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Love it or loathe it

16 Oct

I’ve always liked ‘word of mouth’ as a description. (I once hoped to register for my freelance business only to find that this domain name had already been snapped up.)

Others are suspicous of the phrase, fearing a loss of message control and doubting whether it can ever be practised ethically when used for marketing purposes.

So we have something powerful, rather ill-defined and in need of best practice guidelines. Sounds a bit like public relations… What we need is an industry association to show leadership. So I’m behind the new Word of Mouth Marketing Association (WOM UK) which is being launched today at the Marketing Week word of mouth conference. It follows on from the well-established Word of Mouth Marketing Association in the US.

The ubiquitous Stuart Bruce is involved, which bodes well. My only quibble: that this shouldn’t just be about marketing. Its remit should also cover conversations, participation and democracry – the whole of the public sphere (the space in which public relations operates). I find the thought of a marketing sphere depressing, and not just because I’m reading JG Ballard’s bleak new novel, Kingdom Come.

Awareness, campaign, action

28 Sep

Raising awareness, gathering support and generating activity are the purposes of many public campaigns. There’s nothing new in this.

But the speed and international spread of the Facebook group Support the Monks’ protest in Burma does suggest a new departure. 90,000 supporters within a week and growing fast. (It’s a timely reminder after a few bad weeks in the press that Facebook users are not only interested in ephemera and ‘me me me’.)

Of course, joining a Facebook group is easy; doing something, sustaining a campaign and making a difference are harder tests.

One day in history

17 Oct

History Matters campaigns to raise awareness of history in everyday lives. Today there’s an attempt to create the ‘biggest blog’ in history.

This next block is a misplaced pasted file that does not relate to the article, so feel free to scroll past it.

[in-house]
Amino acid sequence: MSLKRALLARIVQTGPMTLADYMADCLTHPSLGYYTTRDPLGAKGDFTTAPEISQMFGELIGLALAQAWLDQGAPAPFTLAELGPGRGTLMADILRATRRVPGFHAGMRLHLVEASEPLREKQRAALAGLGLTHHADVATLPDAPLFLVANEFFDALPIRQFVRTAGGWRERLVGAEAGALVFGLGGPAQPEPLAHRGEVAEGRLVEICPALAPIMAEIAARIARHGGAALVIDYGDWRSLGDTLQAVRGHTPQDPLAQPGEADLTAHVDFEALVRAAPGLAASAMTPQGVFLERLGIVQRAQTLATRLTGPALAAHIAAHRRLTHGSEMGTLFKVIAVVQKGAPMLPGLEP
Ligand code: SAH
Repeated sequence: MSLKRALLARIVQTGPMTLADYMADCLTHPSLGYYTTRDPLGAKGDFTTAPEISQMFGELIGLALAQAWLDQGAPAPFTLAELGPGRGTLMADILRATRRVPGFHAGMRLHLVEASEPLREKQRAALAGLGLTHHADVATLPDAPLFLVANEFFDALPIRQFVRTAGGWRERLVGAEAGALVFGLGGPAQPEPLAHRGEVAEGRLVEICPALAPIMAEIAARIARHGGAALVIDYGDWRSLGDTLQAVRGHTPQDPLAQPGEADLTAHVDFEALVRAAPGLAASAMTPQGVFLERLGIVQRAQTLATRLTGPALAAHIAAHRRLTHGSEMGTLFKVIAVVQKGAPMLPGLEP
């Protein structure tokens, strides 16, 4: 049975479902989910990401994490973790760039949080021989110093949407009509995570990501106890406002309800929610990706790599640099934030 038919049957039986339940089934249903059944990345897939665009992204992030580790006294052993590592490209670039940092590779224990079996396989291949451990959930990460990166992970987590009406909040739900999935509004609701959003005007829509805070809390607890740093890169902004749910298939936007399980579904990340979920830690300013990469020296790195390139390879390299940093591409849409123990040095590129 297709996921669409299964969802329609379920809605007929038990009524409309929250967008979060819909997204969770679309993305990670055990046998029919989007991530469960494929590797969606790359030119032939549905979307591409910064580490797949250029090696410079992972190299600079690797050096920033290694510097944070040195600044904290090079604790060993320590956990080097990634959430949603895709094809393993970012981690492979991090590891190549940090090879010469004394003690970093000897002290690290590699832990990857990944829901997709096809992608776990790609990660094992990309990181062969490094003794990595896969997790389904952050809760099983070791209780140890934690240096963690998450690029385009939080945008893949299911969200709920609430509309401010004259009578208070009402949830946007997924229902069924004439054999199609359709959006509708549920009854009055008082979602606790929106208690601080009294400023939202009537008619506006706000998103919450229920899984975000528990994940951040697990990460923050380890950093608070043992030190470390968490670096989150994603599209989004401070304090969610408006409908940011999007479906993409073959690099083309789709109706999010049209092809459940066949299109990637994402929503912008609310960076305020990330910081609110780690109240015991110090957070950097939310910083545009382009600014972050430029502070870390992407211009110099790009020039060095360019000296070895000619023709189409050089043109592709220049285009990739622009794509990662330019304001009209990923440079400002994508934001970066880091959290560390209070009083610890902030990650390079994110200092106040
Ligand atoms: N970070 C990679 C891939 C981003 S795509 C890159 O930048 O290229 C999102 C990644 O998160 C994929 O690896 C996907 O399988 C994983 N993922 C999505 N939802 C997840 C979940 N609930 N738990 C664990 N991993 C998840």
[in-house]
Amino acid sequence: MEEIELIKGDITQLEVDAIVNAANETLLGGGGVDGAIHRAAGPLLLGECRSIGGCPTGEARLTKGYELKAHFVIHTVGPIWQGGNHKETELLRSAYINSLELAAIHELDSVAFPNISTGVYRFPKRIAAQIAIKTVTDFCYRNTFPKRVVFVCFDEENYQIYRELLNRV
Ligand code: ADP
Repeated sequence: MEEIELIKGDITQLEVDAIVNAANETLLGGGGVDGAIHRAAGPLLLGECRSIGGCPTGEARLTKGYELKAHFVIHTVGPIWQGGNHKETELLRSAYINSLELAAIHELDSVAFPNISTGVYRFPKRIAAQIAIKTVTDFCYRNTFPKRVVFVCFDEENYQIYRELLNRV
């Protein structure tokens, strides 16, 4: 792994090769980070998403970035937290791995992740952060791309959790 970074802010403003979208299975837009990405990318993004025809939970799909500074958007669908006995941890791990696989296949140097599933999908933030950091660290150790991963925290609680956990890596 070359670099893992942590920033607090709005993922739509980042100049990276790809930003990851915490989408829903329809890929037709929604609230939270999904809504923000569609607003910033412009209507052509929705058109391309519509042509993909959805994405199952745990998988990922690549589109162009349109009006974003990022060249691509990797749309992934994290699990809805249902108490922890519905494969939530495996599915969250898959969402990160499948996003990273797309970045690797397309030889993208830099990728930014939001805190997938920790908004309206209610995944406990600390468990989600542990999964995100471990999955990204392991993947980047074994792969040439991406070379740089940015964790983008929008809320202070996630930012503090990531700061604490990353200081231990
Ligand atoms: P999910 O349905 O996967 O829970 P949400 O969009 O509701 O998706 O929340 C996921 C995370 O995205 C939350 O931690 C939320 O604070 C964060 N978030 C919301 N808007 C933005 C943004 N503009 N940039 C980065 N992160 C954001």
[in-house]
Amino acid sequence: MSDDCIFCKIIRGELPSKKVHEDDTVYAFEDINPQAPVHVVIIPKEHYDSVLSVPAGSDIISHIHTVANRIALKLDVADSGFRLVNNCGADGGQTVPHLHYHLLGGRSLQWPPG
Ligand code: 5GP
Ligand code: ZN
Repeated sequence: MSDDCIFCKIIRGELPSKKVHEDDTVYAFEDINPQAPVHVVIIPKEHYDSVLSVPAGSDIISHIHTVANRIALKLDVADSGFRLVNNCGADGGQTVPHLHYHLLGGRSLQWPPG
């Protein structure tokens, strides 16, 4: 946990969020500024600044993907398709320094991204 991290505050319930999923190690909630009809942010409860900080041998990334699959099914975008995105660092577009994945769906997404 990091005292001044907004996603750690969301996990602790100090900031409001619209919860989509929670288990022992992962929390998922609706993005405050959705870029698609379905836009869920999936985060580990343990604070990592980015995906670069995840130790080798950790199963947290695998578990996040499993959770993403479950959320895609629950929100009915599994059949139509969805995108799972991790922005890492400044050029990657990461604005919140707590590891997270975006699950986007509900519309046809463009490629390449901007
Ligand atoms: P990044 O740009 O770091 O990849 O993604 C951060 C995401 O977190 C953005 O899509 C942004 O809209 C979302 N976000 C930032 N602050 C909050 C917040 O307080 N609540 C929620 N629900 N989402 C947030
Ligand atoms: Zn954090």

I’m a two-times history graduate, a one-time history teacher, and a PR lecturer who frequently draws examples from history. Here are some examples of what history means to me today:

  • I saw Alan Bennet’s The History Boys on stage in Bradford recently (a Yorkshire venue is appropriate to the author and the subject), though I haven’t yet seen the film. The play was sure to appeal to me (given my potted biography above), but has been a huge hit on stage in New York before being filmed. Now it seems everyone’s interested in history and in education – not just me.
  • I used to teach ‘new media’ from the perspective that technological developments were new. Then I reminded myself that to an 18 year-old school leaver the web has existed all their conscious lives. Google (founded in 1999) is now a middle-aged company. ‘New’ isn’t always so new as we think.
  • Last month, I went for lunch to celebrate my Cambridge history tutor’s 30 years in the same job. Will any of my students remember me in 30 years? Will any of us still be remembered three generations from now?
  • A PR student spoke to me today very about her conversion to Islam. I’m not religious, but can understand how comforting it must be to be (or become) part of a continuous tradition dating back millennia. A business student I teach is building a new life in Britain having grown up in Baghdad: a reminder that history is being made today; it’s not confined to the past.
  • If journalism is the ‘first draft of history’, then public relations sources will become footnotes to history.

A defining question

24 Sep

Open day attendees yesterday left my session with unanswered questions about the distinction between public relations and marketing (my faculty offers both degree courses, and a marketing lecturer colleague was to follow my talk so I had to choose my words with care).

I often turn to public affairs or not-for-profit campaigns for illumination of the distinction. Al Gore’s An Inconvenient Truth provides a good case. His campaign to raise awareness of climate change is undoubtedly public relations; yet it has nothing to do with marketing (I doubt that the commercial success of the movie is uppermost in his mind).

These were the defining qualities of this movie as public relations. It is:

  • Polemical: he challenges his critics, is able to depict the ‘bad guys’, while forcefully making his own case;
  • Persuasive: there’s no lack of numerical and scientific evidence;